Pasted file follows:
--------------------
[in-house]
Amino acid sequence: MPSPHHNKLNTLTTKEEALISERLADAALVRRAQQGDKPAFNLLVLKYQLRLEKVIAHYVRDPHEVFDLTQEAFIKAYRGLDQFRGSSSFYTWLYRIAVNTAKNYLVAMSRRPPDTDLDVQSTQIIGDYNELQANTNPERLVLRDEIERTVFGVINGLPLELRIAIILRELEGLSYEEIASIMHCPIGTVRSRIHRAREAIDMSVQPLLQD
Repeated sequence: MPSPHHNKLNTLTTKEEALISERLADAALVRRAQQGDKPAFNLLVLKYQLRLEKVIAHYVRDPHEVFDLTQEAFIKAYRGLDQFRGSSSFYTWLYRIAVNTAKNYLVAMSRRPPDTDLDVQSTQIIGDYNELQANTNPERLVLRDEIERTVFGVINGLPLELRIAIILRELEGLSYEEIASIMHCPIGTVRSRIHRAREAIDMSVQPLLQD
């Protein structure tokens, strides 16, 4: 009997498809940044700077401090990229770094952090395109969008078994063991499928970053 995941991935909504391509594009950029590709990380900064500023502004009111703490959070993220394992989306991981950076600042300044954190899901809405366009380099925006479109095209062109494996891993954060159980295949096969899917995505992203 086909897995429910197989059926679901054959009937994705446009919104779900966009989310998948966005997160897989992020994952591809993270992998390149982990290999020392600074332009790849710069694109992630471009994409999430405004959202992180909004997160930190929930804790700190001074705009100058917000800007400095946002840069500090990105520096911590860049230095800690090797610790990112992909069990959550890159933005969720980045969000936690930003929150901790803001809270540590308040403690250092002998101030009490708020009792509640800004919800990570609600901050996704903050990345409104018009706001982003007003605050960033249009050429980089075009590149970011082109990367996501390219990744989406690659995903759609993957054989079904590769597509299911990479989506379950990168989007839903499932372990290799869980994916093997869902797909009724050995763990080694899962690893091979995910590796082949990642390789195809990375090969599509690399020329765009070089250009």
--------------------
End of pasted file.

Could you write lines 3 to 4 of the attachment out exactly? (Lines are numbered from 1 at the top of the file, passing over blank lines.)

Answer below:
Repeated sequence: MPSPHHNKLNTLTTKEEALISERLADAALVRRAQQGDKPAFNLLVLKYQLRLEKVIAHYVRDPHEVFDLTQEAFIKAYRGLDQFRGSSSFYTWLYRIAVNTAKNYLVAMSRRPPDTDLDVQSTQIIGDYNELQANTNPERLVLRDEIERTVFGVINGLPLELRIAIILRELEGLSYEEIASIMHCPIGTVRSRIHRAREAIDMSVQPLLQD
């Protein structure tokens, strides 16, 4: 009997498809940044700077401090990229770094952090395109969008078994063991499928970053 995941991935909504391509594009950029590709990380900064500023502004009111703490959070993220394992989306991981950076600042300044954190899901809405366009380099925006479109095209062109494996891993954060159980295949096969899917995505992203 086909897995429910197989059926679901054959009937994705446009919104779900966009989310998948966005997160897989992020994952591809993270992998390149982990290999020392600074332009790849710069694109992630471009994409999430405004959202992180909004997160930190929930804790700190001074705009100058917000800007400095946002840069500090990105520096911590860049230095800690090797610790990112992909069990959550890159933005969720980045969000936690930003929150901790803001809270540590308040403690250092002998101030009490708020009792509640800004919800990570609600901050996704903050990345409104018009706001982003007003605050960033249009050429980089075009590149970011082109990367996501390219990744989406690659995903759609993957054989079904590769597509299911990479989506379950990168989007839903499932372990290799869980994916093997869902797909009724050995763990080694899962690893091979995910590796082949990642390789195809990375090969599509690399020329765009070089250009």